We affirm the fixation of the equation so for as Poona is concerned as on 1-1-1974 as done by the Court, but not as 90%, but at 77.5% of the Sholapur CPI, The figures so arrived at will be the numerical figure of Dearness Allowance at ruling Poona CPI on 1-1-1974 and which will thereafter prevail for further equation so far as this industry is concerned. Those further equations will be made no longer with reference to Sholapur but only with reference to Poona Consumer Pace Index. This will be done by calculating increase in every point not at 5p. per point as the court has awarded but at 77.5/90 x 5 p. per point.

9. We further direct that for computing D. A payable from 1-11-1978 the appellant shall quantify D.A. at 80% of Sholapur CPI as on 1-1-1974 and that figure will be taken as stating point of calculation of D.A. for the appellant mills workmen as related to ruling Poona CPI on 1-1-1974. There after future increase will be qualified at 80/90 x 5 per each point of rise till 1-11-1978 and that quantified figure would be D A at ruling Poona CPI for workmen and future rise will be given as per formula in this para. For the period 1-1-1974 to 31-10-1978 this will remain a notional figure and will become effective From 1-11-1978.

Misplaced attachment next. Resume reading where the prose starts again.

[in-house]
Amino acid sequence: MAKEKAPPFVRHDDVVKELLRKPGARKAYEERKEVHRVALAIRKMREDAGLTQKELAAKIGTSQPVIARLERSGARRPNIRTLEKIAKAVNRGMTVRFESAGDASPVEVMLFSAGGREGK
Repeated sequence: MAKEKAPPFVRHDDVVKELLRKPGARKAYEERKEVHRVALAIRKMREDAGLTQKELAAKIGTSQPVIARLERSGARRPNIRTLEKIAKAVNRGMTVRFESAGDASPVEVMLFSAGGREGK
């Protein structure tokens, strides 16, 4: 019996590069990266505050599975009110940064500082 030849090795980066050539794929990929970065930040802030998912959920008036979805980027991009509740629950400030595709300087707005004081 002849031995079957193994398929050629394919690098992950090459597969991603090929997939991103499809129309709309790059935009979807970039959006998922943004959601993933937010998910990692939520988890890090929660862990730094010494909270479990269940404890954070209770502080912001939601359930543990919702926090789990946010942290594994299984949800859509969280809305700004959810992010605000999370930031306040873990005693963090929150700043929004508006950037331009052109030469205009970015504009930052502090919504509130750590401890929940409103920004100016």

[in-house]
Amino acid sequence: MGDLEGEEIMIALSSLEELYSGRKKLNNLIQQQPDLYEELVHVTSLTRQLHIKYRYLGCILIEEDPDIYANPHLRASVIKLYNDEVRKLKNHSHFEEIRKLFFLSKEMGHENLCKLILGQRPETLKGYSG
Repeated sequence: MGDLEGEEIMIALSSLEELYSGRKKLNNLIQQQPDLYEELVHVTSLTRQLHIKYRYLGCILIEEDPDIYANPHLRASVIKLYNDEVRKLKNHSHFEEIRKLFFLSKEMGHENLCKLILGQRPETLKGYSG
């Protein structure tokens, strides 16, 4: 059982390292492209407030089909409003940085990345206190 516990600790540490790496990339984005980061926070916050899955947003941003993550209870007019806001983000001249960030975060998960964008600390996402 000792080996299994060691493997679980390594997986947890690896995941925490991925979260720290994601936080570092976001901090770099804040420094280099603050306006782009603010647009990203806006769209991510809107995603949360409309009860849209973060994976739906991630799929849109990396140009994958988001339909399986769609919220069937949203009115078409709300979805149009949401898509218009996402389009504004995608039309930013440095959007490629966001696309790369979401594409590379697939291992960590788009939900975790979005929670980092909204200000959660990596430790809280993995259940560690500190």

10. What we direct above will be the award in substitution of the award passed by the Court. We make it further clear that while we award full cost to the respondents, we do not award any interest on the difference becoming payable as herein directed. We also make it cleat that the sum of Rs. 6/- payable as per the recommendations of the second Wage Board will continue to be paid so long as it continues to be paid by the other mills.

11. There is another reference pending between the same parties, that is, Ref. (IC) No. 85/74. Of course, it is not pending before us and so we have no jurisdiction to adjudicate on it. Even so, the Court which is seized of the matter will have due regard to the directions given herein and mould relief in accordance with justice and in tune with this order. The pending reference i.e. 1C No. 85/74 is very old and needs to be disposed of expeditiously. Indeed, in the light of what we have decided, it lends itself to early disposal and we direct the Court to do so. The entire amount by way of arreas made on the basis of the new formula we have directed by this Older, will be payable in four equal quarterly instalments with interest at 12%. The interest will be paid at 12% from today until the date of payment of final instalment. The first instalment will be payable on 1st March, 1979.

12. Appellant to pay costs of the Respondent quantified at Rs. 5,000/-.